Newport Uprising

Newport Uprising

 

a revolt by Welsh miners that was organized by Chartists in November 1839 in the city of Newport. The uprising marked the high point of the first phase of the Chartist movement.

The Newport uprising was brought about by the extremely harsh conditions faced by the miners and their growing dissatisfaction at Parliament’s rejection of their petition during the summer of 1839 and at the arrest of Chartist agitators. At dawn on November 4, Newport was attacked by three insurgent detachments with a total of 3,000 men. Government troops and police who had assembled there earlier opened fire on the poorly armed rebels and routed them. Nine insurgents were killed, 50 were wounded, and 125 were arrested. Persecution of the Chartists intensified after the defeat of the Newport uprising.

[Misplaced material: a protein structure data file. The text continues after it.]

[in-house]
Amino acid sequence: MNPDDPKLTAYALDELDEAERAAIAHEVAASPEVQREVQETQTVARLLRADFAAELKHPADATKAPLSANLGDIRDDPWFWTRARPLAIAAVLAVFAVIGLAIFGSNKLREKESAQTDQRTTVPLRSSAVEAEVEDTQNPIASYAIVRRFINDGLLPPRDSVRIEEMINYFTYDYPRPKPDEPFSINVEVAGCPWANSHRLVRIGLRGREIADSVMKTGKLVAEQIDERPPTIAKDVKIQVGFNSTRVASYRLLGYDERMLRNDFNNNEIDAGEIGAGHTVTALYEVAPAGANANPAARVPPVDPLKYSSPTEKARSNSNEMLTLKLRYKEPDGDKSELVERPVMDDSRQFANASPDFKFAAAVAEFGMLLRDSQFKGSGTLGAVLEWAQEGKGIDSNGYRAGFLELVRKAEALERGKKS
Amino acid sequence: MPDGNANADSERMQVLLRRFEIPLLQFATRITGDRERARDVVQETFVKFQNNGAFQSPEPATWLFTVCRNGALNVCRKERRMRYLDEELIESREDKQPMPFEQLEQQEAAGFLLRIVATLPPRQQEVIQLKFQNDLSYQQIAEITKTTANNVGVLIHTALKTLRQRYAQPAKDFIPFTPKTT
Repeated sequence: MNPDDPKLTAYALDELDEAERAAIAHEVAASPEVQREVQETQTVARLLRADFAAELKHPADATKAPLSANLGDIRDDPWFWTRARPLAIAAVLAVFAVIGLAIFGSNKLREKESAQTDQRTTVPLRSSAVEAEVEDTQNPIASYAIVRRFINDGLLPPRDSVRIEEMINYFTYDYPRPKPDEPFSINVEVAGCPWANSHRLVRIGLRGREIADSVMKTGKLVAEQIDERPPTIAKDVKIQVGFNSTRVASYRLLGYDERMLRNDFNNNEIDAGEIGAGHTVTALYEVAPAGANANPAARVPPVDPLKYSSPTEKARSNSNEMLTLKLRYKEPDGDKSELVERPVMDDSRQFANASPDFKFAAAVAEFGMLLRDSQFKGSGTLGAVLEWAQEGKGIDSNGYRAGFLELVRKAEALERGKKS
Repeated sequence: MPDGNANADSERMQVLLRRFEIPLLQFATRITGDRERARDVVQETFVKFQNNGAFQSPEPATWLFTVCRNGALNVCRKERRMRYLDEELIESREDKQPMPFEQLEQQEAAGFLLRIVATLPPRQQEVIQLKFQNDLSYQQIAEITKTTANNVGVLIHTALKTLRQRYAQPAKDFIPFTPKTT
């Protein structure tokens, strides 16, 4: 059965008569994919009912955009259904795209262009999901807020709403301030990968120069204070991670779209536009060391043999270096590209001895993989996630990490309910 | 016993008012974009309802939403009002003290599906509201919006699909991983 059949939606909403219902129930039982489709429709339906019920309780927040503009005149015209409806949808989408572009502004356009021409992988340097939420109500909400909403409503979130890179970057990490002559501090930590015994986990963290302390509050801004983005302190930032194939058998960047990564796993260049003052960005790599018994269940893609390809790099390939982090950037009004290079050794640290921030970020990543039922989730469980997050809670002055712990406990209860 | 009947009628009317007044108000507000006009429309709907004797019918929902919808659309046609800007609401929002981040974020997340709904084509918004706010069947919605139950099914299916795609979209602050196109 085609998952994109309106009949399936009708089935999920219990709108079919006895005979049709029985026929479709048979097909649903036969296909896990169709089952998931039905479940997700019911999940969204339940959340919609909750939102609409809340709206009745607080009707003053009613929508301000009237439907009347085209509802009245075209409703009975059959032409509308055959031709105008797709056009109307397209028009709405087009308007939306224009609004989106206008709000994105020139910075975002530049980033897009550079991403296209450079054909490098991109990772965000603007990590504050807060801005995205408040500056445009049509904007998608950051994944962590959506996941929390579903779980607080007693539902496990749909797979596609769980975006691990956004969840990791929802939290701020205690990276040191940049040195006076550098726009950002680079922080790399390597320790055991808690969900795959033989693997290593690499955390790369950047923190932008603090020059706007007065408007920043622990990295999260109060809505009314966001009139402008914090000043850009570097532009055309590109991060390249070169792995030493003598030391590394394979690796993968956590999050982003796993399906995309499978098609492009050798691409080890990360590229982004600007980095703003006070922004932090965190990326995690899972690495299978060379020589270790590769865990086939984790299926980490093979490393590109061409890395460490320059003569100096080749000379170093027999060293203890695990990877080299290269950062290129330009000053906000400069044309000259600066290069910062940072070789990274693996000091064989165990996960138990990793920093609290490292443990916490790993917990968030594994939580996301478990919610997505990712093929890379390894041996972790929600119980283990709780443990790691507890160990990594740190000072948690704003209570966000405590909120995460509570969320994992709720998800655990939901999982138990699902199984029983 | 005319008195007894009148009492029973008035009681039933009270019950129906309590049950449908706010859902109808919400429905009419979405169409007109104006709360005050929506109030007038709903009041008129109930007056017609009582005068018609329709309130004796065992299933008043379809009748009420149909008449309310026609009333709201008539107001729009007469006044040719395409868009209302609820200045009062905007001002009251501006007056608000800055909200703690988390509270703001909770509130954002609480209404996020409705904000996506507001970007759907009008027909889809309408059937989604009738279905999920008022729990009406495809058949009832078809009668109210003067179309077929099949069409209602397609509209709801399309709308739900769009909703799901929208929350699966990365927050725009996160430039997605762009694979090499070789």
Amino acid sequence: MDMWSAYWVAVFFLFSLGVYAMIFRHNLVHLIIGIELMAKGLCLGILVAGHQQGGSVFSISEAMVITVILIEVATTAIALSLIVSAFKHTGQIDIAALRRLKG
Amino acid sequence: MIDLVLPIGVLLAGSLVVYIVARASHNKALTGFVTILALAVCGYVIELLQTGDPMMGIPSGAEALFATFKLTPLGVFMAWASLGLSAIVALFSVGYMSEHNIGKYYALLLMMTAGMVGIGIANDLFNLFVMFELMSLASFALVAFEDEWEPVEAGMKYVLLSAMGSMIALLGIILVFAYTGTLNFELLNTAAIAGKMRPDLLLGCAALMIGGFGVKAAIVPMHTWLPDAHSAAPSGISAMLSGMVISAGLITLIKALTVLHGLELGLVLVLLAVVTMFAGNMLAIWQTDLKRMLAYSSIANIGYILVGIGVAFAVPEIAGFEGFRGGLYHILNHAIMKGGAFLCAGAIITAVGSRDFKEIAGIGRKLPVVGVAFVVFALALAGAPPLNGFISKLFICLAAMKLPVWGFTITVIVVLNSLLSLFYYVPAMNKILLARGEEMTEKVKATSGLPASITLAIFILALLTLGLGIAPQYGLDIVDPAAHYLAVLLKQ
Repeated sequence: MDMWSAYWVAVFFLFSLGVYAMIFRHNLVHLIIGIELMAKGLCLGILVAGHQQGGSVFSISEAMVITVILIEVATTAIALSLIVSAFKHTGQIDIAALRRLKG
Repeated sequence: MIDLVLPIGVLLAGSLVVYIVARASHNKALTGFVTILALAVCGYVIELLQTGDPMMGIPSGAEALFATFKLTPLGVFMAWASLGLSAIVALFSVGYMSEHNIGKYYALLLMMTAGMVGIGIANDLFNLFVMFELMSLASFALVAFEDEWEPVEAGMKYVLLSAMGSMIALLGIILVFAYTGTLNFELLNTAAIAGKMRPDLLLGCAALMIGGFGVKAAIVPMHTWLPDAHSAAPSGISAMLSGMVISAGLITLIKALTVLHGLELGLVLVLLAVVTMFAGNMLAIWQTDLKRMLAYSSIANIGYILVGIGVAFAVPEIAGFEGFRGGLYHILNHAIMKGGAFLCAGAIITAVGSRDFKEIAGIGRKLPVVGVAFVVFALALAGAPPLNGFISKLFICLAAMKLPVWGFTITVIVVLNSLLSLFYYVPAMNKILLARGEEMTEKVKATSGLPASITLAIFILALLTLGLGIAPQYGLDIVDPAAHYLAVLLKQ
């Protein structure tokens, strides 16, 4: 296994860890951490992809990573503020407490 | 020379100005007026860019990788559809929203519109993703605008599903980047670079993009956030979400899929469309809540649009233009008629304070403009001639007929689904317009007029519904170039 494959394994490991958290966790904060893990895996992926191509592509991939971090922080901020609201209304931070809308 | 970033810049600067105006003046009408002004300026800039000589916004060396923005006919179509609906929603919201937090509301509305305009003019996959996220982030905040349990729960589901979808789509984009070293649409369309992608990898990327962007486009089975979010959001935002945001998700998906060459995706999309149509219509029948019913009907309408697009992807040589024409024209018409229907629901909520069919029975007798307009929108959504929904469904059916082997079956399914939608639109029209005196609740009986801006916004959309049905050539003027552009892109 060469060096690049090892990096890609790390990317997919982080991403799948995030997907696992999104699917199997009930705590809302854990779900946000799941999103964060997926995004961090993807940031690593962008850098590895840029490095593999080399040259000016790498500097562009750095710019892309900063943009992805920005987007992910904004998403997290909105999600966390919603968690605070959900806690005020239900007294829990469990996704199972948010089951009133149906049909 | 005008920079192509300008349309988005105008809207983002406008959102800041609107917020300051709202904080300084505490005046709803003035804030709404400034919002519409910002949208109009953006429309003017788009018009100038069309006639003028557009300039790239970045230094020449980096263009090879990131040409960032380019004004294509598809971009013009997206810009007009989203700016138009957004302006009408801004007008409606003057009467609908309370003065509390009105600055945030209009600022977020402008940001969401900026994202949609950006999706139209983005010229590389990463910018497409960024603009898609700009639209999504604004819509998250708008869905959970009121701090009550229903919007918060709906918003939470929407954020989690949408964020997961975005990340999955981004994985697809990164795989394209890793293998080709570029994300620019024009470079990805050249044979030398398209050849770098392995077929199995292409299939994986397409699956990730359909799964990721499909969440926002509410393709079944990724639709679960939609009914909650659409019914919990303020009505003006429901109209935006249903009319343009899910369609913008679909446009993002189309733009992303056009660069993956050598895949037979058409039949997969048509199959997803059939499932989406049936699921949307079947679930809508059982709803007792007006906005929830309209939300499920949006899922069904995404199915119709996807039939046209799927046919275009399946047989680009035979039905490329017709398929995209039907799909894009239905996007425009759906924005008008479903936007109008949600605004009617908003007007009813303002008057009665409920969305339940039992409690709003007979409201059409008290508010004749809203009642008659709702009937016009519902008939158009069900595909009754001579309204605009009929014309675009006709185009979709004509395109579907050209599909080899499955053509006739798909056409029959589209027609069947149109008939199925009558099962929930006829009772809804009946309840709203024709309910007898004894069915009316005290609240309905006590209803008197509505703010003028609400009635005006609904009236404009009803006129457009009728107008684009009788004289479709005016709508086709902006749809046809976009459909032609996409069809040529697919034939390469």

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And the Newport condemned atics on threat to And the Newport condemned atics on threat to Chartists who took part in the Newport Uprising of 1839 would be condemned as terrorists - political fanon a suicide mission who were a to freedom.
The second section, comprising three chapters, examines Chartist poetry at three moments of crisis: the aftermath of the Newport uprising of 1839; the Plug Plot general strike of 1842; and during what was both the apogee and the nadir of the movement in 1848.
The building played an important part in Welsh political history, with leading Chartists from the Newport uprising of 1840 tried and sentenced to death there.
For many years the Labour and trade union movement have celebrated and commemorated the Chartists and the Newport uprising.
But the drama was a staged reenactment of the historic Newport uprising, where more than 20 campaigners were killed.
Zephaniah Williams was thought to be one of the main protagonists in the Newport Uprising on November 4, 1839, when 20 Chartists were killed.

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